Reporter's notebook: Tidbits from the O'Reilly Open Source show
Tim O'Reilly envisions the creation of 'an Internet operating system'
Computerworld - PORTLAND, Ore. -- In his keynote speech kicking off this week's fifth annual O'Reilly Open Source Convention on July 9, Tim O'Reilly, the founder and CEO of book publisher O'Reilly & Associates Inc., eloquently laid out his thoughts on why Linux and other open-source software continues to influence the evolution of IT and business computing.
"It's not just about building Linux as a product," he said, "but as a process."
"I believe that we are building an Internet operating system," O'Reilly said. "That's the challenge ahead of us. That's where we're going."
Instead of the various open-source projects being separate and distinct, the real beauty of open-source is that it's all tied together through a huge groundswell of group effort, all to benefit the overall community of users, he said. "Where are we going to end up five years from now, 10 years from now, 15 years from now?" he asked. "We have to build out to that future."
Crowds of people picking up their free lunches provided by Microsoft at the convention.
Credit: Todd Weiss
But with about four weeks to go before the event got under way, a major software vendor jumped in to sponsor "brown-bag" lunches for an estimated 1,000 attendees. Only this was no ordinary software vendor, and it certainly wasn't an open-source company.
To the surprise and chagrin of many of the attendees, the free lunch was sponsored by Microsoft Corp., which has attended the convention for the past three years and provided guest speakers. But never before had it been an event sponsor.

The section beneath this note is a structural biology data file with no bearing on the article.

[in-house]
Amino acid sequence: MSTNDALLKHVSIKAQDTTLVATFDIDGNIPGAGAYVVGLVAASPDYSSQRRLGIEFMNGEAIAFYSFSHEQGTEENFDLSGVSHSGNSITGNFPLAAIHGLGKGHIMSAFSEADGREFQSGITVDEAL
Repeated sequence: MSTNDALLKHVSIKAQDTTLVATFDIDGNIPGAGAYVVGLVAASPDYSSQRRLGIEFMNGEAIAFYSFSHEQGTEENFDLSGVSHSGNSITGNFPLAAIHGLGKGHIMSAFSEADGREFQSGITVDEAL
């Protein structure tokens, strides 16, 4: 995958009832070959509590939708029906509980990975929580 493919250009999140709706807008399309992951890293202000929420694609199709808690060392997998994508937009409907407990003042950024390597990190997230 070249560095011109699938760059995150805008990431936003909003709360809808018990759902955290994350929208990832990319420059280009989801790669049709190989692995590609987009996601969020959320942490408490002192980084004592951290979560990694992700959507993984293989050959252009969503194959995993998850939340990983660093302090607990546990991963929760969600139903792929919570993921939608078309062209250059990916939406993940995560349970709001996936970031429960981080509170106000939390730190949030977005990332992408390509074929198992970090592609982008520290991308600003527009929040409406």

With tables covered with brown-bag lunches filled with various choices of sandwiches, fruit, cookies and candy, large crowds of attendees had no problem looking past the small black "Microsoft" stickers on the bags or the "Microsoft -- Free, as in lunch :)" banner hanging from the ceiling as they filled their stomachs. The banner was a barely concealed takeoff on free software activist Richard Stallman's famous "free, as in free speech, not as in free beer" comment in the 1980s.
The sign idea was developed by an unofficial committee, said Jason Matusow, shared-source manager at Microsoft. "We were all just passing around ideas and thought it was lighthearted. We saw in the event program that they weren't providing lunch, so we thought it would be good to give back to the community."
Tim O'Reilly speaking Wednesday at the O'Reilly Open Source Convention
Credit: Todd Weiss
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